Protect Your Website from Hackers

Securing your site and learning how to protect against hackers is a big part of keeping your site healthy and safe in the long run! Don’t procrastinate taking these important steps. 

At HostGator, we have created a set of custom mod security rules to aid in the protection of your website. If you’re looking for a new web hosting provider, you can click here to sign up for a great deal. For new accounts, we’ll even transfer you for free! After you’ve created an account, you just need to fill out the form here.

Don’t worry about getting tripped up in the process. Try our HostGator support articles or contact one of our customer support specialists that are available 24/7/365 via chat or phone. We can help you get secure!

Casey is the Senior Director of Marketing for Hosting and has been in the web hosting space for 7 years. He loves the slopes and hanging out with his kids.

22 thoughts on “How to Secure a Website from Hackers [13-Step Guide]

  1. Be default all files and folders should be owned by your cPanel username and a group of the same name with only you assigned to that group. Given that circumstance, 644 for files and 755 for folders is ideal.

  2. Nice stuff,You right….website planners must ensure their scripts are very well planned and
    tested, especially those parts that deal with private information. In
    many countries there are now legal requirements to ensure the privacy of
    medical and financial records.

  3. Limit Login Attempts will temporarily lock out IP Addresses that make several failed attempts to get into your WordPress admin. Also be sure to keep your computer and browser up to date!

  4. Thanks for the post this was awesome going to help me in further instructions .

  5. I have 0700 for .cpanel and other default directories, for public_html and public_ftp I have 0750. I think its fair enough. is it?

  6. WP Better security can destroy your website if you don’t configured in a good, way, stay away from options like file detection and Ip blocks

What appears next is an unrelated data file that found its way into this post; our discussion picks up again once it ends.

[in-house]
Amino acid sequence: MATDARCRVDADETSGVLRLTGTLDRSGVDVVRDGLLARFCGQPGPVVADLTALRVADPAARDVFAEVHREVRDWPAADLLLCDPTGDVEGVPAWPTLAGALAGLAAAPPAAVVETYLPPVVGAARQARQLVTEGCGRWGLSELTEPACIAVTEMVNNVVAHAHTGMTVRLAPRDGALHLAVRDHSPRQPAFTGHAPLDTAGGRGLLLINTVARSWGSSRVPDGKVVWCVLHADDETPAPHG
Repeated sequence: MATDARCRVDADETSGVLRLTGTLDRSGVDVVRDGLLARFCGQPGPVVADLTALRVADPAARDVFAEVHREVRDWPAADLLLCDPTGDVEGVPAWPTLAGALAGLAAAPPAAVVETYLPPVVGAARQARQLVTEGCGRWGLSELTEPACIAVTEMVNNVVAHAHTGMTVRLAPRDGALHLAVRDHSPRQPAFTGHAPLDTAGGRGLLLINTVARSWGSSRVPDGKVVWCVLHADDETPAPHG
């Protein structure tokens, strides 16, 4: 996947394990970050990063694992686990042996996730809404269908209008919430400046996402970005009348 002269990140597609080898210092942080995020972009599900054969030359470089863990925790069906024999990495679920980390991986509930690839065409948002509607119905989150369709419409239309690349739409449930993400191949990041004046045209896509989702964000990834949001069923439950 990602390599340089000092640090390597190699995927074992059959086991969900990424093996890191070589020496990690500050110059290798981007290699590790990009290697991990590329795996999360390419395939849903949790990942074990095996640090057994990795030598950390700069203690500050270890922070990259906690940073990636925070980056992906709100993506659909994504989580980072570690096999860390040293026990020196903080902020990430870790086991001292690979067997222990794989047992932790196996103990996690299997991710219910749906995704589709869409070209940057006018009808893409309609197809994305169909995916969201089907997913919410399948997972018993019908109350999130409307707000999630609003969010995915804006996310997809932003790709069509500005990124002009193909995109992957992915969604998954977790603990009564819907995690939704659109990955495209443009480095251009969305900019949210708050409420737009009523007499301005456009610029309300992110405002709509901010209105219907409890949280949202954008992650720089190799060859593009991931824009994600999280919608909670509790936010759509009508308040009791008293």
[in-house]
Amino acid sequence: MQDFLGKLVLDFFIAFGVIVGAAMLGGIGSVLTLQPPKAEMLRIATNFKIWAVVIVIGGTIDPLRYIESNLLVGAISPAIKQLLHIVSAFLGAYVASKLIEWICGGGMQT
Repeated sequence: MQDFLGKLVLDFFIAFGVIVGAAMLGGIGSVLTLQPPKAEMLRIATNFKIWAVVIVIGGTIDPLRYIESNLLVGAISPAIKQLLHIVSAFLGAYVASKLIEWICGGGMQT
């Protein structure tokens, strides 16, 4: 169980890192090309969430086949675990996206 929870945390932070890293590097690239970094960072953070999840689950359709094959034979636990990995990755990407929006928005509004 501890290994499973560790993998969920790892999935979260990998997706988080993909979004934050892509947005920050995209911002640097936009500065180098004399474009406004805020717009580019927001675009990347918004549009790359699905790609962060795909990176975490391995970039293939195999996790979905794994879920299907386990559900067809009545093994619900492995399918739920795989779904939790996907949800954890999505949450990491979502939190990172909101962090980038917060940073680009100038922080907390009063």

7. how can i clean SQL injection showing in google and bing,Yahoo my website has been hacked but i have scanned and cleaned all Word press Files any help to clean showing problem in this networks,how to cleab up CMS SQL Injection Vulnerability

    please help me to clear this problem

  8. Thanks for sharing such a wonderful information, really appreciate it, my sites was hacked , now I know hot to protect it,
    Thanks again!

  9. The best explanation I ever came across. File Permission is something that I was not aware much but now I am. Thanks a lot.

    Most common causes for a hosting account to become hacked, or otherwise compromised. If you use WordPress, Drupal, Joomla or any other PHP-script, database-driven CMS then it is vitally important that you keep these scripts up-to-date. Failure to do so is literally an open door inviting hackers to gain access to your account. Updating these scripts is as simple as logging into the back-end and clicking on any “update” notification that appears therein.

  10. Nice stuff Hostgator, You right…. website planners must ensure their scripts are very well planned & tested, especially those parts that deal with private information.

  11. Thanks for your explanation. How do you prevent someone from downloading files directly from folder through the browser after submitting the file’s folder in the browser address bar? Files like some pictures, ebook etc are supposed to be downloadable through a special downloading link provided and not directly from the folder.

  12. good article…have done all this but if a hacker gets into your “root” via a bad proxy or unsecured socket layer…then ALL your sites will be hacked via cpanel WHM or DDS attacks (just went through this) HG will hep you to a point but when it comes to securing your reseller account or VPS or dedicated server? your on your own..and the learning curve is HIGH! Now, more than ever you need to hire an expert in securing your sites…
    i’m 25 years in the business..and still trust the untrusted now cloudflare..who recently got hacked 4.5M sites…
    I was one of the unlucky ones…200 clients of mine were hacked…now 30 days later..all good…God Bless trusted host for over 14 years…

  13. Install SSL, have a backup, keep updated, use CSP injection, mantain multilayer security.

  14. Online security is really a big issue in this modern technology age. We are not same, someone can steal our valuable online resources. So most of the people are worried about their security. Especially, the website owner and blogger, using https, security plugin, and regular backup can be your best choice. Thanks for this article.